If there can be an acceptance of "collateral damage", we now recommend that website owners require users to accept their cookie policy as part of the T&C's of using the website. It also seems that big companies like John Lewis and Asda agree with us, and we're pretty sure that their expensive legal teams have done their research too.

over 3 years ago

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Richard Beaumont

I think a number of these companies have taken a risk based approach in their reaction to the law.

They have looked at what the ICO has said about enforcement, and weighed that up against the costs and disruptive impact of change.

There is nothing wrong with this of course, but right now I think it is very difficult to say that any of them are compliant in the strictest sense.

One thing that is often overlooked in commentary is that the ICO website, which ought to be a model for how to comply if ever there was one, offers a button on its cookies page, to delete and prevent the future setting of cookies - an opt-out.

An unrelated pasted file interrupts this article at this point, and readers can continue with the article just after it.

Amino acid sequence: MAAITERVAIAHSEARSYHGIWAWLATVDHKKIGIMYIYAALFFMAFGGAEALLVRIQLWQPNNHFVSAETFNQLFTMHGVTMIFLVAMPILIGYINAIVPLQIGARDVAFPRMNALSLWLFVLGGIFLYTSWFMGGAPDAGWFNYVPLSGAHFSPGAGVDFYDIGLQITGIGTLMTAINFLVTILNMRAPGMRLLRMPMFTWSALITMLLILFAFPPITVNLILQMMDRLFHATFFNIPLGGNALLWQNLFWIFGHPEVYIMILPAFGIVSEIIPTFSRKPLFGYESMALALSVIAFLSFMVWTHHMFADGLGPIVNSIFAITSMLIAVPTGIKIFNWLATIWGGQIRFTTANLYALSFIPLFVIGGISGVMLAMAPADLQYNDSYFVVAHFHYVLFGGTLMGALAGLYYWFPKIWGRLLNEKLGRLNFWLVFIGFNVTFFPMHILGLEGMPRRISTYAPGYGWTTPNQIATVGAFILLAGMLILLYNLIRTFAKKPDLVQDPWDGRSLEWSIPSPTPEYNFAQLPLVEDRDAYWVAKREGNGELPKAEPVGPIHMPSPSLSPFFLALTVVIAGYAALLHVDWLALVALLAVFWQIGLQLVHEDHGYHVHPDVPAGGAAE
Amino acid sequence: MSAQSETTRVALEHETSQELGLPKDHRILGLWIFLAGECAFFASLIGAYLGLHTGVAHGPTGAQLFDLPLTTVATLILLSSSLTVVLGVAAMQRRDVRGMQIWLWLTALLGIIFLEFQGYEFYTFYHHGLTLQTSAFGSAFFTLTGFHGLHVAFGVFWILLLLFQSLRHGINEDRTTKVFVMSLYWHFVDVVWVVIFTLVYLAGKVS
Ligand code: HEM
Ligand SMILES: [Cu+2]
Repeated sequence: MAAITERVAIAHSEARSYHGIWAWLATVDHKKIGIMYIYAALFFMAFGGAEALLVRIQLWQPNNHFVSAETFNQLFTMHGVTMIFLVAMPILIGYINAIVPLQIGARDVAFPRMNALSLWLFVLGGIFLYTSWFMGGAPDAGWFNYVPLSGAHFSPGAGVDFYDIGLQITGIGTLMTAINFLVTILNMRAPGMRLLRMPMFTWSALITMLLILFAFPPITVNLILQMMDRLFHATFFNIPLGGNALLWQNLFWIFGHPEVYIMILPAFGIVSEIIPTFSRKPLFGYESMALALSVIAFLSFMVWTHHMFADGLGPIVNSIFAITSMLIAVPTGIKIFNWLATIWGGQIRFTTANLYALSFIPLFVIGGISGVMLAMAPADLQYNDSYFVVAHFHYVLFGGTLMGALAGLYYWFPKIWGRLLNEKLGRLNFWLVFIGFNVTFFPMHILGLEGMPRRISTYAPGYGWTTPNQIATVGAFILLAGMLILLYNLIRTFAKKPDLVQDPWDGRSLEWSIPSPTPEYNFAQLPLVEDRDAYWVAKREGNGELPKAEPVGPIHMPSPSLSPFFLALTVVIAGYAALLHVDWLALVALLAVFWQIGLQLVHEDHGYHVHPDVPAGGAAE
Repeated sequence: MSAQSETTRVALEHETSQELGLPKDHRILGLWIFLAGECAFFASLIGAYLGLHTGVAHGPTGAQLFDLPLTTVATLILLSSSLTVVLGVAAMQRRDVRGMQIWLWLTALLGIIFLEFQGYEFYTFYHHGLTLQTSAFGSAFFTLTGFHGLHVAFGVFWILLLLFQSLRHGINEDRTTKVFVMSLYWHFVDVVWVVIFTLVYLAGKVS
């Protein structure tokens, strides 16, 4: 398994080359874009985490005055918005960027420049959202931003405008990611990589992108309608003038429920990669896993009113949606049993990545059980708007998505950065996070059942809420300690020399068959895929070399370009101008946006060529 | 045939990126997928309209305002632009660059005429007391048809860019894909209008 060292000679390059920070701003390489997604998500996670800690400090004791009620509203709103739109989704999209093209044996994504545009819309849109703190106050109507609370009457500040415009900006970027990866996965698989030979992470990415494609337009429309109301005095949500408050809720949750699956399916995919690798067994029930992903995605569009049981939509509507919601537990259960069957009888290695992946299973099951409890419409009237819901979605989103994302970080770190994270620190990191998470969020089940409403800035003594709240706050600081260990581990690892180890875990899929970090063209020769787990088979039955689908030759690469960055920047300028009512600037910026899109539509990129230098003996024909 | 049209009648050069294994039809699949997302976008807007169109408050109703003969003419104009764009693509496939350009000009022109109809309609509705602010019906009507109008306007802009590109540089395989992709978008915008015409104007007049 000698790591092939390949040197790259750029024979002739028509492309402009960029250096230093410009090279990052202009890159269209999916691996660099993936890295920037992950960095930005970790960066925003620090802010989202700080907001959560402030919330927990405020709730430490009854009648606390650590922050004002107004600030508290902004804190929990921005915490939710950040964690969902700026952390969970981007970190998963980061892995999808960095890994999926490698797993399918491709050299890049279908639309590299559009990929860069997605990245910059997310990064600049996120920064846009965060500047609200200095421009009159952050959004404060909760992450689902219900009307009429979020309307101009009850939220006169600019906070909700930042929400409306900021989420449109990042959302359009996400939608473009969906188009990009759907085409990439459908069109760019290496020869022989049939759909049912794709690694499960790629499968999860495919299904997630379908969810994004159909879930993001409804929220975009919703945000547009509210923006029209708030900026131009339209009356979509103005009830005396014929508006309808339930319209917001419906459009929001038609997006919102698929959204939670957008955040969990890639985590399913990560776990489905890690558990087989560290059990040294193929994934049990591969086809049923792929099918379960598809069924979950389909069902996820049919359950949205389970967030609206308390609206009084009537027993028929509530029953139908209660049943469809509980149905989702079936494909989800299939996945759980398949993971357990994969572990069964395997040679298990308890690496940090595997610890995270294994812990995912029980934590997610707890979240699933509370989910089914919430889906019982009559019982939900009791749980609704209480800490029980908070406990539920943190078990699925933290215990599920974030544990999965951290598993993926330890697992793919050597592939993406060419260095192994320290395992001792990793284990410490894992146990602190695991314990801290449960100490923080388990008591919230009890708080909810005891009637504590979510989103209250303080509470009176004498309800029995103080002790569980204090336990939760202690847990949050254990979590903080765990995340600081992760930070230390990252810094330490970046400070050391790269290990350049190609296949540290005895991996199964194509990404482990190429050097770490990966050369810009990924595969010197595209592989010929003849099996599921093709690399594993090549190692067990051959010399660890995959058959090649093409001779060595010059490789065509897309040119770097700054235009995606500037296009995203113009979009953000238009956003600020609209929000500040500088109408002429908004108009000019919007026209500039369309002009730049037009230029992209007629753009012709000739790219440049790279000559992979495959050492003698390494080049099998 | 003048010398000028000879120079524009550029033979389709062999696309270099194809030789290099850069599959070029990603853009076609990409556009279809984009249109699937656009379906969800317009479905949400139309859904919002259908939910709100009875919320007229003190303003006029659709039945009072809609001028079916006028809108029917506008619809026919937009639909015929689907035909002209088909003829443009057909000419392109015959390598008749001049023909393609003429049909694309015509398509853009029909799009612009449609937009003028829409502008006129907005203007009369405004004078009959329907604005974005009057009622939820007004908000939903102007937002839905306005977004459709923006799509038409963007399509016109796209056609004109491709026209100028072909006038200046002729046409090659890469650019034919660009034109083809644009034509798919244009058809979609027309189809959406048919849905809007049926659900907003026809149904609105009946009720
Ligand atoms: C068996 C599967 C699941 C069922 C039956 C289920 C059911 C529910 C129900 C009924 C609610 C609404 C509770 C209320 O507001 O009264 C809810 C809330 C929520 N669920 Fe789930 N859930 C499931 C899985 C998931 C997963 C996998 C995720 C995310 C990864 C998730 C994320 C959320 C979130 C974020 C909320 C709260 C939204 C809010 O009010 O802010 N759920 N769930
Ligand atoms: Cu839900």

Therefore you have to say that any site which stops short of this, and only offers information, is to some degree falling short of requirements.

over 3 years ago

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David Blundell

I've noticed that the most enthusiastic country to action the EU cookie law is actually the UK. It would be interesting to see a survey on the % of sites in other EU countries complying.

over 3 years ago

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lawrence shaw

@David B, I'd say those leading across the EU are Denmark currently. The were the first to introduce clear specific standards about the reporting of cookies, along with an online look up tool to allow consumers to check the accuracy of websites.

I know the detail of the technical standard 'very well' as i was contracted to write, I also work for with a number of other DPA's across member states and at the EU.

The standard can be found at [http://erhvervsstyrelsen.dk/cookie-vejledning/0/7] I can offer an English translation, please drop me a note.

@David M - some nice examples, but some as hinted out are not within the actual requirement, or the spirit of the law - Dave Evans from the ICO was very clear about items such as positioning of a ,ink, 'it can not be hidden at the bottom of the footer'

On ASOS for instance (and this is very common across corporate, multi-sites presences) the main site has one method of 'cookie reporting' but across its others sites it has differing methods - BT has at least 4 different ways to advise you / display methods.